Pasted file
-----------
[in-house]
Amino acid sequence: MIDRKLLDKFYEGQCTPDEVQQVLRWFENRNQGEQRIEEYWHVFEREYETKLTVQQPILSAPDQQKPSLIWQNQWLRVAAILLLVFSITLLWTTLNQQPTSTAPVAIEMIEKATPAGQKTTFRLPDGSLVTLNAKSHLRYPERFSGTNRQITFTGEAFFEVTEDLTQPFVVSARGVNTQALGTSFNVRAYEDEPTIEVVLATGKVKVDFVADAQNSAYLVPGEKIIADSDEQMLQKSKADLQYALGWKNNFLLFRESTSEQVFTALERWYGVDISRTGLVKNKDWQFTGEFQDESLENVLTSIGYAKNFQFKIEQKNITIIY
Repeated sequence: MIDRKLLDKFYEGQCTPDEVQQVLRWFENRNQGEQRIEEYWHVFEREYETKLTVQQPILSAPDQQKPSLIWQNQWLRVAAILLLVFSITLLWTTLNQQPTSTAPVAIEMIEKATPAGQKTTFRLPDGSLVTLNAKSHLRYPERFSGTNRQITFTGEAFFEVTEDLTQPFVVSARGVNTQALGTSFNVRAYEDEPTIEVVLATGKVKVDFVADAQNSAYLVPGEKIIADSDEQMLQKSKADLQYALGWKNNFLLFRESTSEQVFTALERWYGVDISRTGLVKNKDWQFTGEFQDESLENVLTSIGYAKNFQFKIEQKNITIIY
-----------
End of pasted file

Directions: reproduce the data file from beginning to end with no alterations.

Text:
[in-house]
Amino acid sequence: MIDRKLLDKFYEGQCTPDEVQQVLRWFENRNQGEQRIEEYWHVFEREYETKLTVQQPILSAPDQQKPSLIWQNQWLRVAAILLLVFSITLLWTTLNQQPTSTAPVAIEMIEKATPAGQKTTFRLPDGSLVTLNAKSHLRYPERFSGTNRQITFTGEAFFEVTEDLTQPFVVSARGVNTQALGTSFNVRAYEDEPTIEVVLATGKVKVDFVADAQNSAYLVPGEKIIADSDEQMLQKSKADLQYALGWKNNFLLFRESTSEQVFTALERWYGVDISRTGLVKNKDWQFTGEFQDESLENVLTSIGYAKNFQFKIEQKNITIIY
Repeated sequence: MIDRKLLDKFYEGQCTPDEVQQVLRWFENRNQGEQRIEEYWHVFEREYETKLTVQQPILSAPDQQKPSLIWQNQWLRVAAILLLVFSITLLWTTLNQQPTSTAPVAIEMIEKATPAGQKTTFRLPDGSLVTLNAKSHLRYPERFSGTNRQITFTGEAFFEVTEDLTQPFVVSARGVNTQALGTSFNVRAYEDEPTIEVVLATGKVKVDFVADAQNSAYLVPGEKIIADSDEQMLQKSKADLQYALGWKNNFLLFRESTSEQVFTALERWYGVDISRTGLVKNKDWQFTGEFQDESLENVLTSIGYAKNFQFKIEQKNITIIY